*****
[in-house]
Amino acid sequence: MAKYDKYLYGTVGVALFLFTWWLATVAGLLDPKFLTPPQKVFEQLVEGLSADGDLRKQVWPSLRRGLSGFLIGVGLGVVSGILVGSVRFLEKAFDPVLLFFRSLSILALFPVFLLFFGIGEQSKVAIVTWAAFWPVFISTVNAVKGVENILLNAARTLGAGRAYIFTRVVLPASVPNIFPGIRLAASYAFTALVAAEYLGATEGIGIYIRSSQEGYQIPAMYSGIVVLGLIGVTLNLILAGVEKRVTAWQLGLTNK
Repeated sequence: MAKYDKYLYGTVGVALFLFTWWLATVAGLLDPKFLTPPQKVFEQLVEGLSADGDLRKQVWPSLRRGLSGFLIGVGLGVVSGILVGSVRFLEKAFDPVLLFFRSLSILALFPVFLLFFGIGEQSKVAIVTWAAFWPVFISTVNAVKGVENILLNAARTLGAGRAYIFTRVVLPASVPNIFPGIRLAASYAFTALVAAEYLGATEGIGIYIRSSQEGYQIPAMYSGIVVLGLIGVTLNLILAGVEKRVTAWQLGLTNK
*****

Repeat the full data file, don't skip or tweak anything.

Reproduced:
[in-house]
Amino acid sequence: MAKYDKYLYGTVGVALFLFTWWLATVAGLLDPKFLTPPQKVFEQLVEGLSADGDLRKQVWPSLRRGLSGFLIGVGLGVVSGILVGSVRFLEKAFDPVLLFFRSLSILALFPVFLLFFGIGEQSKVAIVTWAAFWPVFISTVNAVKGVENILLNAARTLGAGRAYIFTRVVLPASVPNIFPGIRLAASYAFTALVAAEYLGATEGIGIYIRSSQEGYQIPAMYSGIVVLGLIGVTLNLILAGVEKRVTAWQLGLTNK
Repeated sequence: MAKYDKYLYGTVGVALFLFTWWLATVAGLLDPKFLTPPQKVFEQLVEGLSADGDLRKQVWPSLRRGLSGFLIGVGLGVVSGILVGSVRFLEKAFDPVLLFFRSLSILALFPVFLLFFGIGEQSKVAIVTWAAFWPVFISTVNAVKGVENILLNAARTLGAGRAYIFTRVVLPASVPNIFPGIRLAASYAFTALVAAEYLGATEGIGIYIRSSQEGYQIPAMYSGIVVLGLIGVTLNLILAGVEKRVTAWQLGLTNK